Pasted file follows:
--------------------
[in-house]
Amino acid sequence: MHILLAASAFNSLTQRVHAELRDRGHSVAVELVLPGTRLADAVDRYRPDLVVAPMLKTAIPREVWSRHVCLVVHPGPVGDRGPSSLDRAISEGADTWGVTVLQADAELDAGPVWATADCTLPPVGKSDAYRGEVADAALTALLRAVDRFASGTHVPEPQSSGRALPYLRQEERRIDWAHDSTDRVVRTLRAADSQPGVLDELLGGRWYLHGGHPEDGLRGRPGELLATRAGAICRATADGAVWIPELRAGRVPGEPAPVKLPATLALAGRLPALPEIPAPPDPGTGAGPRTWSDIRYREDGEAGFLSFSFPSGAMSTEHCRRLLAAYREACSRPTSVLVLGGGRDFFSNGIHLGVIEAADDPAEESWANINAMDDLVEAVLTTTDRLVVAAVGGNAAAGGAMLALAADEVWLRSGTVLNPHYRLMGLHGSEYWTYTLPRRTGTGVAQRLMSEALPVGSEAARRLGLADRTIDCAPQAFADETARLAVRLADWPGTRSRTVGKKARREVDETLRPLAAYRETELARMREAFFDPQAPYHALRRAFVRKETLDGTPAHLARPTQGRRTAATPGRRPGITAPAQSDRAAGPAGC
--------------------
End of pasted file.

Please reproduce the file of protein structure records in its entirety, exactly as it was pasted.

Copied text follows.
[in-house]
Amino acid sequence: MHILLAASAFNSLTQRVHAELRDRGHSVAVELVLPGTRLADAVDRYRPDLVVAPMLKTAIPREVWSRHVCLVVHPGPVGDRGPSSLDRAISEGADTWGVTVLQADAELDAGPVWATADCTLPPVGKSDAYRGEVADAALTALLRAVDRFASGTHVPEPQSSGRALPYLRQEERRIDWAHDSTDRVVRTLRAADSQPGVLDELLGGRWYLHGGHPEDGLRGRPGELLATRAGAICRATADGAVWIPELRAGRVPGEPAPVKLPATLALAGRLPALPEIPAPPDPGTGAGPRTWSDIRYREDGEAGFLSFSFPSGAMSTEHCRRLLAAYREACSRPTSVLVLGGGRDFFSNGIHLGVIEAADDPAEESWANINAMDDLVEAVLTTTDRLVVAAVGGNAAAGGAMLALAADEVWLRSGTVLNPHYRLMGLHGSEYWTYTLPRRTGTGVAQRLMSEALPVGSEAARRLGLADRTIDCAPQAFADETARLAVRLADWPGTRSRTVGKKARREVDETLRPLAAYRETELARMREAFFDPQAPYHALRRAFVRKETLDGTPAHLARPTQGRRTAATPGRRPGITAPAQSDRAAGPAGC